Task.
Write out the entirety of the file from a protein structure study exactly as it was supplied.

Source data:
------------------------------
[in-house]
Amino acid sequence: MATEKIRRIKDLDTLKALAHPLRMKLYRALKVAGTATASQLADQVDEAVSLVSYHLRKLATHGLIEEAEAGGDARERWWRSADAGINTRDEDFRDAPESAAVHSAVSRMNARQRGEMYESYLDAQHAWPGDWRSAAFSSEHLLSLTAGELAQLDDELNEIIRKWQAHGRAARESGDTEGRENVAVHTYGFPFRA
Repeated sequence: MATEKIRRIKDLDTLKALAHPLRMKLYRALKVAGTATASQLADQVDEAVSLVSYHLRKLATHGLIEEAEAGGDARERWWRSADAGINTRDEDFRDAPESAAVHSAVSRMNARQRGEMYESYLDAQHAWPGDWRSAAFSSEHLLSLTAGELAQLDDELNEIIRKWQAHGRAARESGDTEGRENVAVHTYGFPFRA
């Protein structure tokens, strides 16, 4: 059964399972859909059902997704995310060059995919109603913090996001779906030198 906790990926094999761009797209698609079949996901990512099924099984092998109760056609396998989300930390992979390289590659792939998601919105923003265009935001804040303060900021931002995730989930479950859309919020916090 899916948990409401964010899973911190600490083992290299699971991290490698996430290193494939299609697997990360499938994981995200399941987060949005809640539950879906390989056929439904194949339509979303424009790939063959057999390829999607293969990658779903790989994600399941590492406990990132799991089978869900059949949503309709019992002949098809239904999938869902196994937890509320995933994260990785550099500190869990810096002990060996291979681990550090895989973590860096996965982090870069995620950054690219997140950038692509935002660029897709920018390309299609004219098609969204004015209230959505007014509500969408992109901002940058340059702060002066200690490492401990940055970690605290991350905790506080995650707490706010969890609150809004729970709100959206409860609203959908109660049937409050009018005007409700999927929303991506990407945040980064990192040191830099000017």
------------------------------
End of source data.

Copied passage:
[in-house]
Amino acid sequence: MATEKIRRIKDLDTLKALAHPLRMKLYRALKVAGTATASQLADQVDEAVSLVSYHLRKLATHGLIEEAEAGGDARERWWRSADAGINTRDEDFRDAPESAAVHSAVSRMNARQRGEMYESYLDAQHAWPGDWRSAAFSSEHLLSLTAGELAQLDDELNEIIRKWQAHGRAARESGDTEGRENVAVHTYGFPFRA
Repeated sequence: MATEKIRRIKDLDTLKALAHPLRMKLYRALKVAGTATASQLADQVDEAVSLVSYHLRKLATHGLIEEAEAGGDARERWWRSADAGINTRDEDFRDAPESAAVHSAVSRMNARQRGEMYESYLDAQHAWPGDWRSAAFSSEHLLSLTAGELAQLDDELNEIIRKWQAHGRAARESGDTEGRENVAVHTYGFPFRA
């Protein structure tokens, strides 16, 4: 059964399972859909059902997704995310060059995919109603913090996001779906030198 906790990926094999761009797209698609079949996901990512099924099984092998109760056609396998989300930390992979390289590659792939998601919105923003265009935001804040303060900021931002995730989930479950859309919020916090 899916948990409401964010899973911190600490083992290299699971991290490698996430290193494939299609697997990360499938994981995200399941987060949005809640539950879906390989056929439904194949339509979303424009790939063959057999390829999607293969990658779903790989994600399941590492406990990132799991089978869900059949949503309709019992002949098809239904999938869902196994937890509320995933994260990785550099500190869990810096002990060996291979681990550090895989973590860096996965982090870069995620950054690219997140950038692509935002660029897709920018390309299609004219098609969204004015209230959505007014509500969408992109901002940058340059702060002066200690490492401990940055970690605290991350905790506080995650707490706010969890609150809004729970709100959206409860609203959908109660049937409050009018005007409700999927929303991506990407945040980064990192040191830099000017």